Friday, Oct. 9, Mt. Eccles Elementary School students helped launch a helium-filled balloon equipped with a transmitter. It was hoped that observers would be able to track the balloon’s movement for the coming two weeks as it followed atmospheric currents. However, the balloon has yet to appear on satellite screens, and may have been carried too far north to be easily tracked.
Mt. Eccles was one of several schools participating in the Smithsonian National Air and Space Museum’s Live Balloon Launch Across America event. The Mt. Eccles project was funded by the museum and by the Smithsonian’s Teacher Innovator Institute, of which Krysta Williams, a Mt. Eccles sixth grade teacher, is a member.
Preparing for the balloon launch gave students an opportunity to learn about physics concepts like buoyancy and density, Williams said. The balloon, which contained a solution of about 80 percent helium, had to exert just a few grams of lift in order to ascend into the air without going so high that it would be at risk of bursting.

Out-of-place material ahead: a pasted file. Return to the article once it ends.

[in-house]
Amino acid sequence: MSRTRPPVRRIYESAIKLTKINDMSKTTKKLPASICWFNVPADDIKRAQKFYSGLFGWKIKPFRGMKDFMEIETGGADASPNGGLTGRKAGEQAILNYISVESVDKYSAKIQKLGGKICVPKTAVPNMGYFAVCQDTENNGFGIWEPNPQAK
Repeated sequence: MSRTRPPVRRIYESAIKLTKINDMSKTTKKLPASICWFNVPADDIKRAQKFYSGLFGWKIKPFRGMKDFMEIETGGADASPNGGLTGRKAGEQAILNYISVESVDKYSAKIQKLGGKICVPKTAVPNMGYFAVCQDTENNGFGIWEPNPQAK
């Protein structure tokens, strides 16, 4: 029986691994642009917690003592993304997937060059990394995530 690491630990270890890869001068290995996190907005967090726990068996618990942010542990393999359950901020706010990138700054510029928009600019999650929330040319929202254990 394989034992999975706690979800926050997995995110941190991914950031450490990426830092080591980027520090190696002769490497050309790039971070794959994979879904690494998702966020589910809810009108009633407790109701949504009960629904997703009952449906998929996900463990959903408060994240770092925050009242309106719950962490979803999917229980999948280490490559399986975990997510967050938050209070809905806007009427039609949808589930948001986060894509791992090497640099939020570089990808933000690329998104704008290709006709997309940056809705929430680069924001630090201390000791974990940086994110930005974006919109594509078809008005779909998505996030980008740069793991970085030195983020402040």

However, just a week after severe winds toppled trees and threatened to pull roofs off buildings, weather conditions in Cordova were difficult for a balloon launch. The launch, initially scheduled for 9 a.m. Oct. 9 at Hollis Henrichs Park, was pushed back to the afternoon after forecasts predicted rain and wind. When released, the balloon, instead of rising straight upward, followed a diagonal ascent in the direction of Prince William Sound. Additionally, overcast skies may have delayed the balloon’s solar-powered transmitter from charging.
“I don’t know for sure whether ours is already in the ocean, whether it’s floating up there somewhere, too far away for signals to be tracked yet,” Williams said. “Because we’re starting so far north, and because of the direction that the currents tend to go, it’s entirely possible that ours could end up drifting over the Arctic Circle, where there just aren’t a lot of radio towers picking up signals, or where there aren’t necessarily a lot of satellites pinging… But it’s entirely possible that if ours did reach a high enough altitude, it may end up showing up on the tracking websites next week.”
Regardless, the project offered students an opportunity for hands-on learning about physics, Williams said. Williams hopes to do the project again, possibly with a greater focus on atmosphere science. Even without outside funding, the project could be accomplished for around $300, most of that accounting for the cost of the solar-powered transmitter, Williams said.
“If it shows back up, we’ll celebrate and everybody will be excited,” Williams said. “If it doesn’t, it was still fun to watch the balloon sail away.”